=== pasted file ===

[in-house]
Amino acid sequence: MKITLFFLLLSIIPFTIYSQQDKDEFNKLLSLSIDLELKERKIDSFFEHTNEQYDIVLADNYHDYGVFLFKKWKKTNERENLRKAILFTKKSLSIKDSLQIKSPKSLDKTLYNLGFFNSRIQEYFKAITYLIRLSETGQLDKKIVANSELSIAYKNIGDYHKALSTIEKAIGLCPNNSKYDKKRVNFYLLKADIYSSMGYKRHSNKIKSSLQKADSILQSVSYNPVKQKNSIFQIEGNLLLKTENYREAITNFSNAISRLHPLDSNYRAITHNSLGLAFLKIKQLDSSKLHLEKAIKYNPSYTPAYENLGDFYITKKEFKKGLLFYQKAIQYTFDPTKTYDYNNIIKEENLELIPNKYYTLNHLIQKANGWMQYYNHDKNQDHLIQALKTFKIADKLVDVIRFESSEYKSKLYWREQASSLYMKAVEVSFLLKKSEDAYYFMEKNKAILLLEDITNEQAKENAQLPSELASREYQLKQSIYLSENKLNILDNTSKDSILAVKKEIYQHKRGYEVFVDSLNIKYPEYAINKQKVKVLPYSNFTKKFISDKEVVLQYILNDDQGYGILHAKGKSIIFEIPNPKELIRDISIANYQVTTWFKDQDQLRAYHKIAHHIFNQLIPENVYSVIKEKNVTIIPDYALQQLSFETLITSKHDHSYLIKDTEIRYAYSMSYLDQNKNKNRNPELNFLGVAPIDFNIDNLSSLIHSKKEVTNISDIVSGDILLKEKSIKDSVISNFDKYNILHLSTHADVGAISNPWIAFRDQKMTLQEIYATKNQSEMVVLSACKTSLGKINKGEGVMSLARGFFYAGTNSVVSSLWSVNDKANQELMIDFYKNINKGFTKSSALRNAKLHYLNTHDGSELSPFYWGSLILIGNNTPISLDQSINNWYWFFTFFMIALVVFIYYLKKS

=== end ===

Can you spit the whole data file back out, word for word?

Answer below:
[in-house]
Amino acid sequence: MKITLFFLLLSIIPFTIYSQQDKDEFNKLLSLSIDLELKERKIDSFFEHTNEQYDIVLADNYHDYGVFLFKKWKKTNERENLRKAILFTKKSLSIKDSLQIKSPKSLDKTLYNLGFFNSRIQEYFKAITYLIRLSETGQLDKKIVANSELSIAYKNIGDYHKALSTIEKAIGLCPNNSKYDKKRVNFYLLKADIYSSMGYKRHSNKIKSSLQKADSILQSVSYNPVKQKNSIFQIEGNLLLKTENYREAITNFSNAISRLHPLDSNYRAITHNSLGLAFLKIKQLDSSKLHLEKAIKYNPSYTPAYENLGDFYITKKEFKKGLLFYQKAIQYTFDPTKTYDYNNIIKEENLELIPNKYYTLNHLIQKANGWMQYYNHDKNQDHLIQALKTFKIADKLVDVIRFESSEYKSKLYWREQASSLYMKAVEVSFLLKKSEDAYYFMEKNKAILLLEDITNEQAKENAQLPSELASREYQLKQSIYLSENKLNILDNTSKDSILAVKKEIYQHKRGYEVFVDSLNIKYPEYAINKQKVKVLPYSNFTKKFISDKEVVLQYILNDDQGYGILHAKGKSIIFEIPNPKELIRDISIANYQVTTWFKDQDQLRAYHKIAHHIFNQLIPENVYSVIKEKNVTIIPDYALQQLSFETLITSKHDHSYLIKDTEIRYAYSMSYLDQNKNKNRNPELNFLGVAPIDFNIDNLSSLIHSKKEVTNISDIVSGDILLKEKSIKDSVISNFDKYNILHLSTHADVGAISNPWIAFRDQKMTLQEIYATKNQSEMVVLSACKTSLGKINKGEGVMSLARGFFYAGTNSVVSSLWSVNDKANQELMIDFYKNINKGFTKSSALRNAKLHYLNTHDGSELSPFYWGSLILIGNNTPISLDQSINNWYWFFTFFMIALVVFIYYLKKS